September 26, 2021

First published on September 29, 2020

Is the stock market over-exposed to the tech giants?

The five tech giants Apple, Microsoft, Amazon, Google and Facebook now account for more than 20% of the entire US stock market capitalization. This concentration of value leads financial advisors to argue that investors holding the market portfolio are poorly diversified because they are over-exposed to a handful of tech companies (an example of this view here).

The textbook recommendation of finance theory (such as the CAPM, which students currently taking Financial Economics will soon learn about) is that investors should buy the market portfolio. Does this logic break down when one sector represents a very large share of the overall market?

The answer is no. While it is true that the market portfolio has a large exposure to the tech sector and the tech giants, this happens because tech represents a growing share of economic activity. Therefore, a portfolio representative of the real economy should have a large exposure to the tech sector.

Moreover, stock prices are forward looking. It means that the market capitalization of the tech giants is determined not just by their current importance in the economy but also — and in fact mostly — by expectations about their future importance in the economy. This explains why tech accounts 20% of the stock market even though it does not yet account for 20% of GDP.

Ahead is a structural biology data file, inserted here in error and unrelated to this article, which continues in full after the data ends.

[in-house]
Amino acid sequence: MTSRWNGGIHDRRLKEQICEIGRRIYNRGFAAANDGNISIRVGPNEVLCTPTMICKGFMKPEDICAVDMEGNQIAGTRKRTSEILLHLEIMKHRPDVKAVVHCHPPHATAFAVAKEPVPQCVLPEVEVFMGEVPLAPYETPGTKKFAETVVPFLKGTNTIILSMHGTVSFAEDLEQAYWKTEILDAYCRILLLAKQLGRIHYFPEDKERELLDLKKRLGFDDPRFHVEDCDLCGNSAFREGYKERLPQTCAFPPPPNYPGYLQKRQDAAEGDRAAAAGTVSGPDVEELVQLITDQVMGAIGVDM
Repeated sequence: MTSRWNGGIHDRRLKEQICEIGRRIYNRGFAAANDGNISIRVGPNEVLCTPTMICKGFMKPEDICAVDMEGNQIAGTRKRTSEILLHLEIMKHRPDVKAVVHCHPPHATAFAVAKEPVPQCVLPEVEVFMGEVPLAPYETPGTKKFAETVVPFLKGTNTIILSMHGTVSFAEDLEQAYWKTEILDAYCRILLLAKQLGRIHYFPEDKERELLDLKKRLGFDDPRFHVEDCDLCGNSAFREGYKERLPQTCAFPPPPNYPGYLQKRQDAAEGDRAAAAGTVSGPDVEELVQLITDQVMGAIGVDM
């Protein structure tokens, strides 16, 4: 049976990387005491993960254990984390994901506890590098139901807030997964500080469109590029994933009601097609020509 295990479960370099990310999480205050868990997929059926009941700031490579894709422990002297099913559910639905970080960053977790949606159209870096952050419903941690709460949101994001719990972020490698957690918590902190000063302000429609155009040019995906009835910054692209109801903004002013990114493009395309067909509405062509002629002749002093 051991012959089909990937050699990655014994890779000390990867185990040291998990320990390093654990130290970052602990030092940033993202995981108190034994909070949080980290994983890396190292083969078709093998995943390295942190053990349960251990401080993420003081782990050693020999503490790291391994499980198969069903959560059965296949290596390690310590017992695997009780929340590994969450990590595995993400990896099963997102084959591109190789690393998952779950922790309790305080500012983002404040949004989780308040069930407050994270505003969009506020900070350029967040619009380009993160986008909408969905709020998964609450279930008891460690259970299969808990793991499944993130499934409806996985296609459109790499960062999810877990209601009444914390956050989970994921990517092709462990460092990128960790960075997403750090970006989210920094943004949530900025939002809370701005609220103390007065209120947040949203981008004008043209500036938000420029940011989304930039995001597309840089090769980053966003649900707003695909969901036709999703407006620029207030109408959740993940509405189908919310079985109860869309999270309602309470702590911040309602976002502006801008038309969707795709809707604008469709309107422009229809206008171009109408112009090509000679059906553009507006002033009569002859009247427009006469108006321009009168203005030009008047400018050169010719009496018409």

To be sure, saying that a well-diversified portfolio should put a large weight on a handful of large companies does not mean that large and dominant tech companies are good for the economy and for society. The GAFAM raise serious concerns of market power, data privacy and misinformation. Instead, the point is that, taking the composition of the market as given, the advice that investors should hold the market portfolio remains valid even if market value is very concentrated.


Posts on related topics

Were stock prices too high before Covid-19?

Did the stock market over-react to Covid-19?



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